https://www.premiermarinas.com/uk-ma...FcG4GwodL5kITg

Obviously there are lots of other options on the UK south coast and also on the east coast (essex, suffolk) but 10 ft draft would be much more of an issue there.

London - St, Katherines Yacht Haven is right by Tower Bridge & Tower of London. Lock Access only at high tide and not sure about draft there.

If you are that far north you could also check out Whitby in Yorkshire - home of Captain Cook.

The thing about Port Solent is that it is very developed so good for winter amenities, and leads on to sheltered sailing water and all the other delights of the Solent - all the other harbours.

Good luck and have fun thinking about your options!
I forgot to mention St Katherine's -- the OP should definitely consider that.

Winter right in the heart of London, in the very shadow of the Tower Bridge!! It's much colder than the South Coast, although still warm enough to avoid any winterization. And you can't do much sailing, as it takes all day to get out of the Thames, and when you do, it's into the North Sea, which is not nearly as good for winter cruising as the Channel. But you're in London! By far the cheapest and best way to spend a winter in the great city.

Now some grumpy Brit will come on here and talk about how terrible London is, crowded, dirty, expensive, etc., etc.. Bullocks! London is magical; one of the world's great cities, with endless charms, and inexhaustible things to do. When you're tired of London, you're tired of life!
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Old 25-01-2016, 09:31   #35
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Re: Winter harbor in UK or Norway

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Originally Posted by ausnp84 View Post
Port Solent marina has a lot in the close surrounds but for a whole winter? Brighton has far more going for it, with better links to London.

n
If you're gay, then Brighton is the only choice!

If you are heterosexual, then Brighton is ok. It has the best connections to London by far, and the town has decent amenities. Downside is that there isn't really any place to go along the coast nearby. The South Coast is pretty bleak East of the Solent, especially for a deep draft boat. The Solent would be much more interesting, and you can do a huge amount of cruising without even leaving the Solent. In fact in 4 or 5 months you would be well challenged to visit all of the main harbors in the Solent and see all the principle sights. So incredibly dense rich and diverse that area is.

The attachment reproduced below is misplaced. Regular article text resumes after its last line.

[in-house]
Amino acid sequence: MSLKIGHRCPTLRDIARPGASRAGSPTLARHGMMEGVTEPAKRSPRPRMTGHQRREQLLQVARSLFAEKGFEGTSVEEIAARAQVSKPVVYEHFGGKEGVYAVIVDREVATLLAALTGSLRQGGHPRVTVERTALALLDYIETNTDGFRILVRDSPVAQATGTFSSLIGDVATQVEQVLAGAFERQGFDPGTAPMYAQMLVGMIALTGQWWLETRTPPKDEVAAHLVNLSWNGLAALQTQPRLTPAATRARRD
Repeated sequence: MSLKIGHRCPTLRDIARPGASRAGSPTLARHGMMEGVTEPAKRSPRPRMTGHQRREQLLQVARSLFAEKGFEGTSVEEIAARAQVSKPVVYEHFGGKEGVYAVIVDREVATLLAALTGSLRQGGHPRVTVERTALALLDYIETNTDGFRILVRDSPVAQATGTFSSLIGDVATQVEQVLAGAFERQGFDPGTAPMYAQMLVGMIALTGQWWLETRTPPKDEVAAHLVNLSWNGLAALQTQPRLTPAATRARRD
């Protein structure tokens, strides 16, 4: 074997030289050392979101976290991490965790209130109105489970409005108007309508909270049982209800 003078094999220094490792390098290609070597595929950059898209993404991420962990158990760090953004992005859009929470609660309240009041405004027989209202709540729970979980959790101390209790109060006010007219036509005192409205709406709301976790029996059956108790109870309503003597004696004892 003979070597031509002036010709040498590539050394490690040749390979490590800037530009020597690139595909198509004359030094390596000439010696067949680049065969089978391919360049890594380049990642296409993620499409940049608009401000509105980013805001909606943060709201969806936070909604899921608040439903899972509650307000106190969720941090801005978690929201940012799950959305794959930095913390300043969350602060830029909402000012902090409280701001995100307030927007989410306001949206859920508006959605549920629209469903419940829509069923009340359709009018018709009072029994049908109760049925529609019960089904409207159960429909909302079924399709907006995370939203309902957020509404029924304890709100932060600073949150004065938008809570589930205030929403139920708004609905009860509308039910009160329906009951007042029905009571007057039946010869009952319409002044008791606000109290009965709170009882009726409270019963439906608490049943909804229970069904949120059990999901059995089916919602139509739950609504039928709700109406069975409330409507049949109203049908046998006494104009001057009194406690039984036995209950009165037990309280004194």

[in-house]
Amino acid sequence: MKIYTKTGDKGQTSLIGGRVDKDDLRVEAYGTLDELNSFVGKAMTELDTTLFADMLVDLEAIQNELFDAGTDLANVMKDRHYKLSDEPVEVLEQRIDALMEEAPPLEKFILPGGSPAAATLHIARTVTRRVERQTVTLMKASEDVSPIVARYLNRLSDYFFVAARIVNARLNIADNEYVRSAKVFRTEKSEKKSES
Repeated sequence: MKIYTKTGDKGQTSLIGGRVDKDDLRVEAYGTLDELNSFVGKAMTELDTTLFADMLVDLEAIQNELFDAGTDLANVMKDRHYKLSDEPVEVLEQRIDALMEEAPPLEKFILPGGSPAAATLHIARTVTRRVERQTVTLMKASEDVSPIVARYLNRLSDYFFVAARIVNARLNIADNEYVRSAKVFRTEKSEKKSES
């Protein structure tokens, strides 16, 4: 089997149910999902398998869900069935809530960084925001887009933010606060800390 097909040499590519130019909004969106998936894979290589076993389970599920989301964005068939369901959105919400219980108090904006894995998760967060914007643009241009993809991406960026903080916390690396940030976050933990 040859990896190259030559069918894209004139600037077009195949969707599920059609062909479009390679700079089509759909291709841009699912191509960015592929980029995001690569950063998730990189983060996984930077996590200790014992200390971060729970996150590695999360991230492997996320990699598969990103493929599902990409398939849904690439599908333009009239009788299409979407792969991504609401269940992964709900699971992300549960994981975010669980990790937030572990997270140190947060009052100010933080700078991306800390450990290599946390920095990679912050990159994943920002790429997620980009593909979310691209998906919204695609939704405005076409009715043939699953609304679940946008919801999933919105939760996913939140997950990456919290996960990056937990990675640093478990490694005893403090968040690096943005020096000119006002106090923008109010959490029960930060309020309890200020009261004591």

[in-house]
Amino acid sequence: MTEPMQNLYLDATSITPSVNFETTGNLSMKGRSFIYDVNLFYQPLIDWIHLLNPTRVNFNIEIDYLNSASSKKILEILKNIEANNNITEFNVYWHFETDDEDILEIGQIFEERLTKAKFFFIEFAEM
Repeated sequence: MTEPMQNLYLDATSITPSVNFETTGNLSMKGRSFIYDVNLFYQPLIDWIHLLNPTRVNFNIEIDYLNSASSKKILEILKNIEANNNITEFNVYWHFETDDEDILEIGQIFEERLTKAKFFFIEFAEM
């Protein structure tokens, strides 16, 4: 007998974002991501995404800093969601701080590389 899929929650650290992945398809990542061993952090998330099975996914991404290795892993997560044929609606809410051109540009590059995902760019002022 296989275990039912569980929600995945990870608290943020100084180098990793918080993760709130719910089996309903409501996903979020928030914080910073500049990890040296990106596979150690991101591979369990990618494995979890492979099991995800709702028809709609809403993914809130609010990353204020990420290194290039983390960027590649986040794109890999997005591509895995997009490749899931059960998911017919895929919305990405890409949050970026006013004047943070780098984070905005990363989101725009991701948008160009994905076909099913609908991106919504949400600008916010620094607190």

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Old 25-01-2016, 09:43   #36
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Re: Winter harbor in UK or Norway

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Originally Posted by Dauntlessny View Post
I had looked at all the options mentioned above.
Schengen became a big issue, so Norway and the Continent were out.

That left the UK and Ireland.

Waterford, Ireland wins hands down.
Cost for 6 months is LESS than 400 Euros.
Deep draft in river that keeps water fresh all the time.
People are the nicest I have ever met anyplace in Europe.
Dublin, Ryan Air and US flights are a bus ride away and the bus is a 5 minute walk from your boat.

You can not beat that ease of travelling in any other place.

email me if you want more info and I'll call you.

Richard in NYC
I would certainly second this choice or if you were considering on the hard for the winter. New Ross Boatyard just up the Barrow from Waterford and where our boat is wintering.
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Old 27-01-2016, 13:40   #37
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Re: Winter harbor in UK or Norway

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Originally Posted by Dockhead View Post
Now some grumpy Brit will come on here and talk about how terrible London is, crowded, dirty, expensive, etc., etc..
Grumpy brit reporting for duty

Whilst i wouldn't live there and certainly not for work, I would spend one winter there because as DH said there is so much to do and see, plus superb transport links to anywhere in the world. The Romans started London so there is over 2000 years of history and some rocks in a circle 2 hours down the road are even older than the Pyramids. The French, Spanish, Germans, Scots and Vikings have all had a go but only the Normans succeeded and built some nice castles.
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Old 27-01-2016, 13:56   #38
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Re: Winter harbor in UK or Norway

London sounded like a fantastic suggestion, but alas, St. Katherine's does not offer winter moorage. Too bad. Maybe we'll give Cowes a go. Is there still some life in that place over the winter, or is Dockhead the only resident???

Thanks, TJ
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Old 27-01-2016, 14:47   #39
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Re: Winter harbor in UK or Norway

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Originally Posted by TJ D View Post